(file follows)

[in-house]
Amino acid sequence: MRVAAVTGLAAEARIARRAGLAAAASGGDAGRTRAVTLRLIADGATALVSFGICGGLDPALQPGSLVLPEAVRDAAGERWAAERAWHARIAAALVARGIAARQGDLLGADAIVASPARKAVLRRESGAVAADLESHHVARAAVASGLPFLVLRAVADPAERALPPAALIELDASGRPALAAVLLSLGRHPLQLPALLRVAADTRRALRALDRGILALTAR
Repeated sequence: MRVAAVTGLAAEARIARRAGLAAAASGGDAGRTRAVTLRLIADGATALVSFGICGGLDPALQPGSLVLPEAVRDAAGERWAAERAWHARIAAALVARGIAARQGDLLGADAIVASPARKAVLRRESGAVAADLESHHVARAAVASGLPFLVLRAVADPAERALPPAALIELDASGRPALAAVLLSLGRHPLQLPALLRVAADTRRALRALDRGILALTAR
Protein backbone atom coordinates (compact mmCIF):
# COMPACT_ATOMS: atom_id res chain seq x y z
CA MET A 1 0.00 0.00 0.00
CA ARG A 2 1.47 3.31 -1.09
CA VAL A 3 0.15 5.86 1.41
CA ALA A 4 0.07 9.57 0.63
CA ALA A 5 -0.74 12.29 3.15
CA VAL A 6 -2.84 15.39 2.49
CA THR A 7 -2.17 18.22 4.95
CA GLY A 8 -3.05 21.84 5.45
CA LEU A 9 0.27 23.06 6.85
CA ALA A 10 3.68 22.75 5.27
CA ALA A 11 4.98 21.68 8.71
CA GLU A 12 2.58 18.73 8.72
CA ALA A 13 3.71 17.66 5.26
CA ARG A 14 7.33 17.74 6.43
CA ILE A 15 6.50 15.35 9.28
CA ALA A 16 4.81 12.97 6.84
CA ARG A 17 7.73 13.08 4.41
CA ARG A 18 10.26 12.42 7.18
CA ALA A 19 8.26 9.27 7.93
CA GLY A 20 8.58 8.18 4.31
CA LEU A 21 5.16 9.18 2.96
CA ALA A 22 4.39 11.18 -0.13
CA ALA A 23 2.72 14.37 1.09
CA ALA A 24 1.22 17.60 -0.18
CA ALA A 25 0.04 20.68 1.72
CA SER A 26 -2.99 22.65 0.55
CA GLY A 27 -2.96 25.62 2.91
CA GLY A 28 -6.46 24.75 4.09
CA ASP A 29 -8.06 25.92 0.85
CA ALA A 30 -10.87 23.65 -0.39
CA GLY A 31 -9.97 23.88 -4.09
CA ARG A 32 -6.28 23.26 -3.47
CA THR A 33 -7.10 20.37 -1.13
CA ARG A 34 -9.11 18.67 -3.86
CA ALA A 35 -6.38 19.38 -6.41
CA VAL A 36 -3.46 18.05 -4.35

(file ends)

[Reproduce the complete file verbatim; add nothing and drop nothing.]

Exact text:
[in-house]
Amino acid sequence: MRVAAVTGLAAEARIARRAGLAAAASGGDAGRTRAVTLRLIADGATALVSFGICGGLDPALQPGSLVLPEAVRDAAGERWAAERAWHARIAAALVARGIAARQGDLLGADAIVASPARKAVLRRESGAVAADLESHHVARAAVASGLPFLVLRAVADPAERALPPAALIELDASGRPALAAVLLSLGRHPLQLPALLRVAADTRRALRALDRGILALTAR
Repeated sequence: MRVAAVTGLAAEARIARRAGLAAAASGGDAGRTRAVTLRLIADGATALVSFGICGGLDPALQPGSLVLPEAVRDAAGERWAAERAWHARIAAALVARGIAARQGDLLGADAIVASPARKAVLRRESGAVAADLESHHVARAAVASGLPFLVLRAVADPAERALPPAALIELDASGRPALAAVLLSLGRHPLQLPALLRVAADTRRALRALDRGILALTAR
Protein backbone atom coordinates (compact mmCIF):
# COMPACT_ATOMS: atom_id res chain seq x y z
CA MET A 1 0.00 0.00 0.00
CA ARG A 2 1.47 3.31 -1.09
CA VAL A 3 0.15 5.86 1.41
CA ALA A 4 0.07 9.57 0.63
CA ALA A 5 -0.74 12.29 3.15
CA VAL A 6 -2.84 15.39 2.49
CA THR A 7 -2.17 18.22 4.95
CA GLY A 8 -3.05 21.84 5.45
CA LEU A 9 0.27 23.06 6.85
CA ALA A 10 3.68 22.75 5.27
CA ALA A 11 4.98 21.68 8.71
CA GLU A 12 2.58 18.73 8.72
CA ALA A 13 3.71 17.66 5.26
CA ARG A 14 7.33 17.74 6.43
CA ILE A 15 6.50 15.35 9.28
CA ALA A 16 4.81 12.97 6.84
CA ARG A 17 7.73 13.08 4.41
CA ARG A 18 10.26 12.42 7.18
CA ALA A 19 8.26 9.27 7.93
CA GLY A 20 8.58 8.18 4.31
CA LEU A 21 5.16 9.18 2.96
CA ALA A 22 4.39 11.18 -0.13
CA ALA A 23 2.72 14.37 1.09
CA ALA A 24 1.22 17.60 -0.18
CA ALA A 25 0.04 20.68 1.72
CA SER A 26 -2.99 22.65 0.55
CA GLY A 27 -2.96 25.62 2.91
CA GLY A 28 -6.46 24.75 4.09
CA ASP A 29 -8.06 25.92 0.85
CA ALA A 30 -10.87 23.65 -0.39
CA GLY A 31 -9.97 23.88 -4.09
CA ARG A 32 -6.28 23.26 -3.47
CA THR A 33 -7.10 20.37 -1.13
CA ARG A 34 -9.11 18.67 -3.86
CA ALA A 35 -6.38 19.38 -6.41
CA VAL A 36 -3.46 18.05 -4.35